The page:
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  Soul-searching for media after shock

Soul-searching for media after shock

AFP
Published : Nov 10, 2016, 2:55 am IST
Updated : Nov 10, 2016, 2:55 am IST

The American news media, kicked around by Donald Trump for months, is now kicking itself over how it handled the 2016 presidential election.

The American news media, kicked around by Donald Trump for months, is now kicking itself over how it handled the 2016 presidential election.

How did journalists fail to see the Republican surging to victory Did the “free publicity” a fascinated media gave Mr Trump early on help him gain momentum And did Mr Trump’s feuding with news organisations boost him with a public deeply distrustful of the media

 

Washington Post columnist Margaret Sulli-van called the 2016 campaign “an epic fail” for the news media. “To put it bluntly, the media missed the story,” Ms Sullivan wrote.

“In the end, a huge number of American voters wanted something different. And although these voters shouted and screamed it, most journalists just weren’t listening.”

New York Times media writer Jim Rutenberg said most news organisations misread America’s “complex pulse.” “The misfire on Tuesday night was about a lot more than a failure in polling,” said Mr Ruten-berg. “It was a failure to capture the boiling anger of a large portion of the American electorate that feels left behind by a selective recovery, betrayed by trade deals that they see as threats to their jobs and disrespected by establishment Washington, Wall Street and the mainstream media.”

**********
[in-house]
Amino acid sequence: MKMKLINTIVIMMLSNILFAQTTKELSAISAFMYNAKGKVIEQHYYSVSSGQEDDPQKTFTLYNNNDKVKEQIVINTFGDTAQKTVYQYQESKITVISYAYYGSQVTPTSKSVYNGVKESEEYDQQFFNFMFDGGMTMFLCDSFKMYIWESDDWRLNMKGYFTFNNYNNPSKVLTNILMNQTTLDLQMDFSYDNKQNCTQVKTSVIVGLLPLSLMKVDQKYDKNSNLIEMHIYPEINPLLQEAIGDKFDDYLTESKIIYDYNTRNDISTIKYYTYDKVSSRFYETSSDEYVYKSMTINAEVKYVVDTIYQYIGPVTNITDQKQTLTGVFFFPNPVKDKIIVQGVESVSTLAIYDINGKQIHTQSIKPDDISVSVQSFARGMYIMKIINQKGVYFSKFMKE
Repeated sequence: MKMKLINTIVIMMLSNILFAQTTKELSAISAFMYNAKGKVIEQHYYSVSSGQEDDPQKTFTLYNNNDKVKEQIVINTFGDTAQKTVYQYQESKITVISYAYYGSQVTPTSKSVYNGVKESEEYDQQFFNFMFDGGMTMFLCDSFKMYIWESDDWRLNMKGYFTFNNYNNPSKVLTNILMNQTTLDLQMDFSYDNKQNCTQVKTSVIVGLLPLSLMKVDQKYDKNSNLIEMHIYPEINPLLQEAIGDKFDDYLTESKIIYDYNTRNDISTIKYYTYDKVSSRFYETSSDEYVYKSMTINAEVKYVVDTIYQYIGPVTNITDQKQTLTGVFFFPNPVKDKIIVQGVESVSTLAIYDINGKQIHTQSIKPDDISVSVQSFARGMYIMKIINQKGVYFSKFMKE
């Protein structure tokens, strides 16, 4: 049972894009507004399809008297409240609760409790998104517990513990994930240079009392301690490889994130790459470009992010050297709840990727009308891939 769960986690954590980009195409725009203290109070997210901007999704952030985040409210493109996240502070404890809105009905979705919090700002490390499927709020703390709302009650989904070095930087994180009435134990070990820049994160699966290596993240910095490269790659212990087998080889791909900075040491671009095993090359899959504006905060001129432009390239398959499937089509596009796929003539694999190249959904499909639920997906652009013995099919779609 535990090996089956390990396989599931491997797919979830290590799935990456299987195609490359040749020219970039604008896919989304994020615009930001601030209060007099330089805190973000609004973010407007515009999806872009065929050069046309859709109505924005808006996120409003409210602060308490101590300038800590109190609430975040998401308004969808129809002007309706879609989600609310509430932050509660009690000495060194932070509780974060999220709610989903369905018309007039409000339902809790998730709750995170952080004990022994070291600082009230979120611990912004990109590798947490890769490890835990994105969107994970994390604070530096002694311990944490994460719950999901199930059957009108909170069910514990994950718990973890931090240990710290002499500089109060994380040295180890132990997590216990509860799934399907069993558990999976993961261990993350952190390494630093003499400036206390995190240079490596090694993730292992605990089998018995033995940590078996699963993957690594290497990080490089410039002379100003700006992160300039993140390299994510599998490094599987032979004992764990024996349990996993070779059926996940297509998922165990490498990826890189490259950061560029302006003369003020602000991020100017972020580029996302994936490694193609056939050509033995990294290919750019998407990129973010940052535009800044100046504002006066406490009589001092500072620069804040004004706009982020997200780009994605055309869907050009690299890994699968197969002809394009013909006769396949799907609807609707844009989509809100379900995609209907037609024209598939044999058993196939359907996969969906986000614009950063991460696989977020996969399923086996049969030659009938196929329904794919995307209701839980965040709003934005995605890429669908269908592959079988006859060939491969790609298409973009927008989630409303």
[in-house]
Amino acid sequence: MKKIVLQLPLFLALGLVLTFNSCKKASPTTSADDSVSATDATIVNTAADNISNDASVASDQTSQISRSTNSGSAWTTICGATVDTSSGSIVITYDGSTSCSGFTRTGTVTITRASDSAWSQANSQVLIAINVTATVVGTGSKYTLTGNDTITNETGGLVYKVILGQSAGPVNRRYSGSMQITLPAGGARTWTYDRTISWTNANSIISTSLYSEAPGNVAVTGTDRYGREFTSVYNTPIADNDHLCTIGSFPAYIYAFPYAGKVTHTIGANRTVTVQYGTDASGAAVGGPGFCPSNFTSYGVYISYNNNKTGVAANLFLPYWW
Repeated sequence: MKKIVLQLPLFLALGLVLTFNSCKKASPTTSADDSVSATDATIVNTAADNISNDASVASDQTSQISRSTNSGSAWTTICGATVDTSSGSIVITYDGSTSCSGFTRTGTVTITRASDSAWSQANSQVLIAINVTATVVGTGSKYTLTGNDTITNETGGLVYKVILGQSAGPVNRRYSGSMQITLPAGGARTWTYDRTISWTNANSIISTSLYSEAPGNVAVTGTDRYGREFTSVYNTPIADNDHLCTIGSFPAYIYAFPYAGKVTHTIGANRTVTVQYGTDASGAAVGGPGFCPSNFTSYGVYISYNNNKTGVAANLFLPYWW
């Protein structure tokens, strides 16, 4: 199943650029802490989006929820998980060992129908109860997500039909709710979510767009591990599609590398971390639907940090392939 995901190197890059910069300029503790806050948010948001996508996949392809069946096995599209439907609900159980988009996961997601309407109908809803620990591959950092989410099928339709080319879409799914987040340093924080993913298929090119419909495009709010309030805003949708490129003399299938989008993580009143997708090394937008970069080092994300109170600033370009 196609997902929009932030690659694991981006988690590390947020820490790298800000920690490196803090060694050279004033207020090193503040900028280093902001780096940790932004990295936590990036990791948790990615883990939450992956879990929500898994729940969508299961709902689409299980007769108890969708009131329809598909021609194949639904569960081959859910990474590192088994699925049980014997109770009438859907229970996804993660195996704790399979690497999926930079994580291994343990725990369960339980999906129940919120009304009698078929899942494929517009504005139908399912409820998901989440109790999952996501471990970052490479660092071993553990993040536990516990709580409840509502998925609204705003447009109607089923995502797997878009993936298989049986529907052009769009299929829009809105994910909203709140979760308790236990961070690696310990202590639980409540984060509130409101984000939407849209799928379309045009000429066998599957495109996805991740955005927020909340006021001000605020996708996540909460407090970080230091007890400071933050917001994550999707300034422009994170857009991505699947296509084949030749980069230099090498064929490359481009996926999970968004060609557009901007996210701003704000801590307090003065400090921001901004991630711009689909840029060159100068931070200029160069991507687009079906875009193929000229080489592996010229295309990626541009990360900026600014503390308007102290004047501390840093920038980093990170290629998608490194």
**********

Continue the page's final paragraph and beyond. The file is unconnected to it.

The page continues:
The relationship between Mr Trump and the media has been complex ever since he began his maverick run for the presidency.

Ms Sullivan said Mr Trump was helped by “huge amounts of early, unfiltered exposure in the months leading up to the Republican primary” as rolling news networks broadcast his every appearance on a loop.

Some analysts have claimed the media coverage amounted to the equivalent of $2 billion in advertising, fuelling his win in the primaries.

A study led by communications professor Chris Wells at the University of Wisconsin suggests Mr Trump excelled in making himself the center of attention.

Location: United States, Washington